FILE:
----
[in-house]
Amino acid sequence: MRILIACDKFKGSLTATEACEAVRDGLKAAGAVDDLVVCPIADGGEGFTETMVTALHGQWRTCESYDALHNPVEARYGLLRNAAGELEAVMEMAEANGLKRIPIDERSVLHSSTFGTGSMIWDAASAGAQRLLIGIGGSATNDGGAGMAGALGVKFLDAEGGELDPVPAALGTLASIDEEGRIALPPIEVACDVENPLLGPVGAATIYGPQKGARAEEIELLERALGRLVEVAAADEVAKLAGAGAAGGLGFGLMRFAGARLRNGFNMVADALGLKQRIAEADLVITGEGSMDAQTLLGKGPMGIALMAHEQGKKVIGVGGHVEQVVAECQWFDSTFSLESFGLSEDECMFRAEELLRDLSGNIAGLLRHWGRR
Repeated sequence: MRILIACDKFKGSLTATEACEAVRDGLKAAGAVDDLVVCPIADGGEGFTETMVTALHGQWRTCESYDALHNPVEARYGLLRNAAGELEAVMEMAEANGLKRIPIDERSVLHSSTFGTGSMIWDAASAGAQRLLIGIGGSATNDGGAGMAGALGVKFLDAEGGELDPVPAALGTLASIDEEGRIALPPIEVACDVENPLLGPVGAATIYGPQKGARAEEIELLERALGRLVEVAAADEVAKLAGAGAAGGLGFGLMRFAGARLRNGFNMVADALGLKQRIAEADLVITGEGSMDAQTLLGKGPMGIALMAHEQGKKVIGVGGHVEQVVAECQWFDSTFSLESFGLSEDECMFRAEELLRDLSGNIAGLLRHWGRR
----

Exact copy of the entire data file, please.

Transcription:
[in-house]
Amino acid sequence: MRILIACDKFKGSLTATEACEAVRDGLKAAGAVDDLVVCPIADGGEGFTETMVTALHGQWRTCESYDALHNPVEARYGLLRNAAGELEAVMEMAEANGLKRIPIDERSVLHSSTFGTGSMIWDAASAGAQRLLIGIGGSATNDGGAGMAGALGVKFLDAEGGELDPVPAALGTLASIDEEGRIALPPIEVACDVENPLLGPVGAATIYGPQKGARAEEIELLERALGRLVEVAAADEVAKLAGAGAAGGLGFGLMRFAGARLRNGFNMVADALGLKQRIAEADLVITGEGSMDAQTLLGKGPMGIALMAHEQGKKVIGVGGHVEQVVAECQWFDSTFSLESFGLSEDECMFRAEELLRDLSGNIAGLLRHWGRR
Repeated sequence: MRILIACDKFKGSLTATEACEAVRDGLKAAGAVDDLVVCPIADGGEGFTETMVTALHGQWRTCESYDALHNPVEARYGLLRNAAGELEAVMEMAEANGLKRIPIDERSVLHSSTFGTGSMIWDAASAGAQRLLIGIGGSATNDGGAGMAGALGVKFLDAEGGELDPVPAALGTLASIDEEGRIALPPIEVACDVENPLLGPVGAATIYGPQKGARAEEIELLERALGRLVEVAAADEVAKLAGAGAAGGLGFGLMRFAGARLRNGFNMVADALGLKQRIAEADLVITGEGSMDAQTLLGKGPMGIALMAHEQGKKVIGVGGHVEQVVAECQWFDSTFSLESFGLSEDECMFRAEELLRDLSGNIAGLLRHWGRR